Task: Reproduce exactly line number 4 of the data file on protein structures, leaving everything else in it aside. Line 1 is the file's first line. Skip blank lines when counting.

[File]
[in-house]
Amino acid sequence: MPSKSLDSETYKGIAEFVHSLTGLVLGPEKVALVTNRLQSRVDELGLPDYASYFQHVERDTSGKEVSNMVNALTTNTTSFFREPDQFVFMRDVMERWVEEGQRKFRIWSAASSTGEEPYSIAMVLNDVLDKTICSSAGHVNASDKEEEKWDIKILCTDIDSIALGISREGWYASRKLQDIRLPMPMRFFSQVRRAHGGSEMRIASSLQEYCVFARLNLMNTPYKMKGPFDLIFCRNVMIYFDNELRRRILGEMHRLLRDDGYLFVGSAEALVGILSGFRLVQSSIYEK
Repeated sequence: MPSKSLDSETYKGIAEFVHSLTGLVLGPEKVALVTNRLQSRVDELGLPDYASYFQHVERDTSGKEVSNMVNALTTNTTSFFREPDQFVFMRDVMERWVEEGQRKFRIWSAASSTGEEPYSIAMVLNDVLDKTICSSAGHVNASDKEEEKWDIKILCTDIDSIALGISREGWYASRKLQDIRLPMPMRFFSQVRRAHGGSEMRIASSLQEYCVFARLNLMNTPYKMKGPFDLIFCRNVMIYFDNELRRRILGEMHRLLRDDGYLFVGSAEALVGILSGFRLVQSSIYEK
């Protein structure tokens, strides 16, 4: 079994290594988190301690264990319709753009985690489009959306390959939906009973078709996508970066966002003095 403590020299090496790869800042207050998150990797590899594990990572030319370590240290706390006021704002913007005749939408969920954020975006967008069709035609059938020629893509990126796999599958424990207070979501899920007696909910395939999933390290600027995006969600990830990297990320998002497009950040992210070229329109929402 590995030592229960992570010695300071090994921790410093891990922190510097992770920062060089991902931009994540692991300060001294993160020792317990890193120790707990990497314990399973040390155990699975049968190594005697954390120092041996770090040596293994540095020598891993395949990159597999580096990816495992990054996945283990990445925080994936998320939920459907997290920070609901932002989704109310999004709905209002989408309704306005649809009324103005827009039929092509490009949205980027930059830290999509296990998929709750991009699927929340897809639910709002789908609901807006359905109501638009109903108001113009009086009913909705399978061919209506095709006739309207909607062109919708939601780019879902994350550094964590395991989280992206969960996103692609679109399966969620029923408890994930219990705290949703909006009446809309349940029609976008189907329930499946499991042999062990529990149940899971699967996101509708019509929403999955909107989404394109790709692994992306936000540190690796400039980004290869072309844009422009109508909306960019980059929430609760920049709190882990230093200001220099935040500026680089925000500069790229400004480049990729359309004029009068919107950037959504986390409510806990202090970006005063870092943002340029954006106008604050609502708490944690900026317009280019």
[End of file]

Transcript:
């Protein structure tokens, strides 16, 4: 079994290594988190301690264990319709753009985690489009959306390959939906009973078709996508970066966002003095 403590020299090496790869800042207050998150990797590899594990990572030319370590240290706390006021704002913007005749939408969920954020975006967008069709035609059938020629893509990126796999599958424990207070979501899920007696909910395939999933390290600027995006969600990830990297990320998002497009950040992210070229329109929402 590995030592229960992570010695300071090994921790410093891990922190510097992770920062060089991902931009994540692991300060001294993160020792317990890193120790707990990497314990399973040390155990699975049968190594005697954390120092041996770090040596293994540095020598891993395949990159597999580096990816495992990054996945283990990445925080994936998320939920459907997290920070609901932002989704109310999004709905209002989408309704306005649809009324103005827009039929092509490009949205980027930059830290999509296990998929709750991009699927929340897809639910709002789908609901807006359905109501638009109903108001113009009086009913909705399978061919209506095709006739309207909607062109919708939601780019879902994350550094964590395991989280992206969960996103692609679109399966969620029923408890994930219990705290949703909006009446809309349940029609976008189907329930499946499991042999062990529990149940899971699967996101509708019509929403999955909107989404394109790709692994992306936000540190690796400039980004290869072309844009422009109508909306960019980059929430609760920049709190882990230093200001220099935040500026680089925000500069790229400004480049990729359309004029009068919107950037959504986390409510806990202090970006005063870092943002340029954006106008604050609502708490944690900026317009280019």